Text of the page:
section

EnglishEdit

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EtymologyEdit

From Old French, from Latin sectio (cutting, cutting off, excision, amputation of diseased parts of the body, etc.), from sectus, past participle of secare (to cut).

PronunciationEdit

NounEdit

section (plural sections)

  1. A cutting; a part cut out from the rest of something.
  2. A part, piece, subdivision of anything.
    • 2013 June 28, Joris Luyendijk, “Our banks are out of control”, The Guardian Weekly, volume 189, number 3, page 21: 
      Seeing the British establishment struggle with the financial sector is like watching an alcoholic […].  Until 2008 there was denial over what finance had become. […]  But the scandals kept coming, and so we entered stage three – what therapists call "bargaining". A broad section of the political class now recognises the need for change but remains unable to see the necessity of a fundamental overhaul. Instead it offers fixes and patches.
  3. A part of a document.
  4. An act or instance of cutting.
  5. A cross-section (image that shows an object as if cut along a plane).
    1. (aviation) A cross-section perpendicular the longitudinal axis of an aircraft in flight.
  6. (surgery) An incision or the act of making an incision.
  7. (sciences) A thin slice of material prepared as a specimen for research.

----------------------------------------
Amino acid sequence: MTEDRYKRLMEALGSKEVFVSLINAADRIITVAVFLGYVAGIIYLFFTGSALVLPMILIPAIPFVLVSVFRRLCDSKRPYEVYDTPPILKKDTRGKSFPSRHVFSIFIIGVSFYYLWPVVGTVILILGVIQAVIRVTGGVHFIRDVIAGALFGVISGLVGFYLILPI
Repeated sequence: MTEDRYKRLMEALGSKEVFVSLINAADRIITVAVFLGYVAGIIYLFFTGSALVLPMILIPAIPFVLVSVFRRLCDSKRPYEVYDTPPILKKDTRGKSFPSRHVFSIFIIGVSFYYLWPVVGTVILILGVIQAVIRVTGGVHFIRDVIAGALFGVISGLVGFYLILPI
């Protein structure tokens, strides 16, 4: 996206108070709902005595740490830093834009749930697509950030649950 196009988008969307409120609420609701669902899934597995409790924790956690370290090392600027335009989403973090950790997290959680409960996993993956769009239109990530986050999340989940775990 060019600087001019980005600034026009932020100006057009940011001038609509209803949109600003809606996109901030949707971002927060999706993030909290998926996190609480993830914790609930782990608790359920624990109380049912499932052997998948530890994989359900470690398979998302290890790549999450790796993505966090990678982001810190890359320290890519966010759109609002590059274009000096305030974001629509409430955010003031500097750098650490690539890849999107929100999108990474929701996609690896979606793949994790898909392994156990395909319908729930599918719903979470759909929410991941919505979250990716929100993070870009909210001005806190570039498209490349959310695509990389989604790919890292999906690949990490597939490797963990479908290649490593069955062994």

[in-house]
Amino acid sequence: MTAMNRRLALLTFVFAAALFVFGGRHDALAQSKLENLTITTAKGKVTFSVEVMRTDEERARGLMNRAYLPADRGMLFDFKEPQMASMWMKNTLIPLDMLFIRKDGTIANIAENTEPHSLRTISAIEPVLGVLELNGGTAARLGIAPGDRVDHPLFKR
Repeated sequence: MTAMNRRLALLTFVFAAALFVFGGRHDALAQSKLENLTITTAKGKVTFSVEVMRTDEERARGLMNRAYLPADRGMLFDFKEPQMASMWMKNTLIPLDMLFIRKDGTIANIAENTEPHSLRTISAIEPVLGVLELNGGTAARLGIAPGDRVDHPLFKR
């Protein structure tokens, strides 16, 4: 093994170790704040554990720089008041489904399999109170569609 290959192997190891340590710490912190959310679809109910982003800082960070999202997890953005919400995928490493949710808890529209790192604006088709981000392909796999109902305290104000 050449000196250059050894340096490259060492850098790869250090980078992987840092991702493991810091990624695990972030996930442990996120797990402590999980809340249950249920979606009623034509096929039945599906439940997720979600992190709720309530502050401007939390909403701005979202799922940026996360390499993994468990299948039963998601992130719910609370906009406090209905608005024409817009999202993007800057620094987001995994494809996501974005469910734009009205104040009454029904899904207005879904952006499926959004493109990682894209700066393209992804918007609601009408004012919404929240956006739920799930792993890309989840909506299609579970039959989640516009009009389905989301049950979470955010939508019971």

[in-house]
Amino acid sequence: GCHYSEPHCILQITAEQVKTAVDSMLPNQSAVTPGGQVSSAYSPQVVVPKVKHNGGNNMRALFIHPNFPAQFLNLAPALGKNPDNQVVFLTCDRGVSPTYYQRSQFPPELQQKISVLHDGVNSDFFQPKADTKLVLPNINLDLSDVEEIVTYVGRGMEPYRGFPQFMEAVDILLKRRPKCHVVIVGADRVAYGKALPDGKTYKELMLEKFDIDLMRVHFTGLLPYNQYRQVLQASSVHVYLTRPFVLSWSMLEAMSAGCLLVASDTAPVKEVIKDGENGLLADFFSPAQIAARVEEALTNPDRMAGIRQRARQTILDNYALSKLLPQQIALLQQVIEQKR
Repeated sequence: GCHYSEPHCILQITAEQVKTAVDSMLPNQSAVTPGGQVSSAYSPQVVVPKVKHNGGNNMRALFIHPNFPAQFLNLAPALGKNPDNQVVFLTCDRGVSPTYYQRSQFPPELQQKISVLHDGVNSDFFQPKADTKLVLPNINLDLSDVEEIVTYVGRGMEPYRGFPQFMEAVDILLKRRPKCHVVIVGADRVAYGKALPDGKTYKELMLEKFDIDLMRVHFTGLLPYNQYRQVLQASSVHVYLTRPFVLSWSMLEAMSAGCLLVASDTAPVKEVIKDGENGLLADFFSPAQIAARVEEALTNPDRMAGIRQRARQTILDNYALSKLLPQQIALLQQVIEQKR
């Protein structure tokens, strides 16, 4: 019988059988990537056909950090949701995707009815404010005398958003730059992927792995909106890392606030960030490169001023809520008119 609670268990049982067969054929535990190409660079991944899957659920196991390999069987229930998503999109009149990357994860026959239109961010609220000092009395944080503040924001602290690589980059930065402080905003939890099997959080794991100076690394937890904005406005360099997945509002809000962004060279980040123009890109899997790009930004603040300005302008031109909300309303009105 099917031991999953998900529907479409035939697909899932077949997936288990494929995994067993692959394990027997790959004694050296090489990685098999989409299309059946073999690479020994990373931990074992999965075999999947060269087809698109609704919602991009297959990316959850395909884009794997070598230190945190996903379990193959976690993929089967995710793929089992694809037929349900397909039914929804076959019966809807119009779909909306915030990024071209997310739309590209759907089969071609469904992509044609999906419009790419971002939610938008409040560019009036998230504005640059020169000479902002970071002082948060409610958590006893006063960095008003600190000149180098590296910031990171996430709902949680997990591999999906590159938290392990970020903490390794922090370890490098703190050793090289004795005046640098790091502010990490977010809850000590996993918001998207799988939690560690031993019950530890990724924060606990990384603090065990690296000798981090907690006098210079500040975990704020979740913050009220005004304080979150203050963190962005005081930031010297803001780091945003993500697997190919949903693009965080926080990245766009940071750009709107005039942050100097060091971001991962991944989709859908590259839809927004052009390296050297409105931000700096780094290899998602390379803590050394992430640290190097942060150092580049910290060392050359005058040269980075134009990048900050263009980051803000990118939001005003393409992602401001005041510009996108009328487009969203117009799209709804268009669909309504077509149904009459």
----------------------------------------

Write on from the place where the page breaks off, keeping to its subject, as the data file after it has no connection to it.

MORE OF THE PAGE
8. (military) A group of 10-15 soldiers lead by a non-commissioned officer and forming part of a platoon.
  9. (category theory) A right inverse.
  10. (New Zealand) A piece of residential land usually a quarter of an acre, a plot.
  11. (Canada) A one-mile square area of land, defined by a government survey.

SynonymsEdit

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AntonymsEdit

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Related termsEdit

TranslationsEdit

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VerbEdit

section (third-person singular simple present sections, present participle sectioning, simple past and past participle sectioned)

  1. To cut, divide or separate into pieces.
  2. (UK) To commit (a person, to a hospital, with or without their consent), as for mental health reasons. So called after various sections of legal acts regarding mental health.
    • 1998, Diana Gittins, Madness in its Place: Narratives of Severalls Hospital, 1913-1997, Routledge, ISBN 978-0-415-18388-8, page 45:
      Tribunals were set up as watchdogs in cases of compulsory detention (sectioning). [] Informal patients, however, could be sectioned, and this was often a fear of patients once they were in hospital.
    • a. 2000, Lucy Johnstone, Users and Abusers of Psychiatry: A Critical Look at Psychiatric Practice, Second Edition, Routledge (2000), ISBN 978-0-415-21155-0, page xiv:
      The doctor then sectioned her, making her an involuntary patient, and had her moved to a secure ward.
    • 2006, Mairi Colme, A Divine Dance of Madness, Chipmunkapublishing, ISBN 978-1-84747-023-2, page 5:
      After explaining that for 7 years, from ’88 to ’95, I was permanently sectioned under the Mental Health act, robbed of my freedom, my integrity, my rights, I wrote at the time;- ¶ []

TranslationsEdit

External linksEdit

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FrenchEdit

PronunciationEdit

EtymologyEdit

From Latin.

NounEdit

section f (plural sections)

  1. section (all meanings)

AnagramsEdit

Last modified on 17 April 2014, at 21:00